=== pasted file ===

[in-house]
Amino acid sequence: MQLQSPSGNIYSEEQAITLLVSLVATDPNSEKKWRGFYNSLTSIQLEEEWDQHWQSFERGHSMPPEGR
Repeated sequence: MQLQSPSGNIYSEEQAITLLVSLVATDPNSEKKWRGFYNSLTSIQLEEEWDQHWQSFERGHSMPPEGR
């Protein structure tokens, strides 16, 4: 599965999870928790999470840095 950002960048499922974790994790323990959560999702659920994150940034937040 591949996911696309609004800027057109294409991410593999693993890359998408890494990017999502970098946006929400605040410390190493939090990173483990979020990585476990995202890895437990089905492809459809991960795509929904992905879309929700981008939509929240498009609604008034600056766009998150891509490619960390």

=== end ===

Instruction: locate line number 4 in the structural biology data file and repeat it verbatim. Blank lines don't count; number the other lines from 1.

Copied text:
């Protein structure tokens, strides 16, 4: 599965999870928790999470840095 950002960048499922974790994790323990959560999702659920994150940034937040 591949996911696309609004800027057109294409991410593999693993890359998408890494990017999502970098946006929400605040410390190493939090990173483990979020990585476990995202890895437990089905492809459809991960795509929904992905879309929700981008939509929240498009609604008034600056766009998150891509490619960390």